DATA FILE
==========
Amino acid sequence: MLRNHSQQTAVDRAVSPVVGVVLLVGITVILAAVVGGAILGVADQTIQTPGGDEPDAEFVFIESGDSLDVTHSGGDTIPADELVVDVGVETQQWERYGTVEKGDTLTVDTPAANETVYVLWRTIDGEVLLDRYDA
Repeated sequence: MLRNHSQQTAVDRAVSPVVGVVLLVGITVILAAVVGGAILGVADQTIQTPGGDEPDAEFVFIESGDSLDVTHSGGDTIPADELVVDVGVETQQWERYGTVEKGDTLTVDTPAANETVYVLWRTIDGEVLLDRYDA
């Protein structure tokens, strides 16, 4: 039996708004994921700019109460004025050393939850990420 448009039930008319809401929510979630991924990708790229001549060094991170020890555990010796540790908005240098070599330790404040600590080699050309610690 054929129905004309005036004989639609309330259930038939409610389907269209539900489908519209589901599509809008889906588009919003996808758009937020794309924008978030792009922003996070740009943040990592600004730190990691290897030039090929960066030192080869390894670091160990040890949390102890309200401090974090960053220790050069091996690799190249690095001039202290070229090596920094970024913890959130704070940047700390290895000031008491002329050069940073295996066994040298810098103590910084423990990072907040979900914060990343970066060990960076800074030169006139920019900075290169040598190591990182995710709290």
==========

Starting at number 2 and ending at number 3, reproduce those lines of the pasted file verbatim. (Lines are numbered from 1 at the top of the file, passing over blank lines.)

Repeated sequence: MLRNHSQQTAVDRAVSPVVGVVLLVGITVILAAVVGGAILGVADQTIQTPGGDEPDAEFVFIESGDSLDVTHSGGDTIPADELVVDVGVETQQWERYGTVEKGDTLTVDTPAANETVYVLWRTIDGEVLLDRYDA
């Protein structure tokens, strides 16, 4: 039996708004994921700019109460004025050393939850990420 448009039930008319809401929510979630991924990708790229001549060094991170020890555990010796540790908005240098070599330790404040600590080699050309610690 054929129905004309005036004989639609309330259930038939409610389907269209539900489908519209589901599509809008889906588009919003996808758009937020794309924008978030792009922003996070740009943040990592600004730190990691290897030039090929960066030192080869390894670091160990040890949390102890309200401090974090960053220790050069091996690799190249690095001039202290070229090596920094970024913890959130704070940047700390290895000031008491002329050069940073295996066994040298810098103590910084423990990072907040979900914060990343970066060990960076800074030169006139920019900075290169040598190591990182995710709290």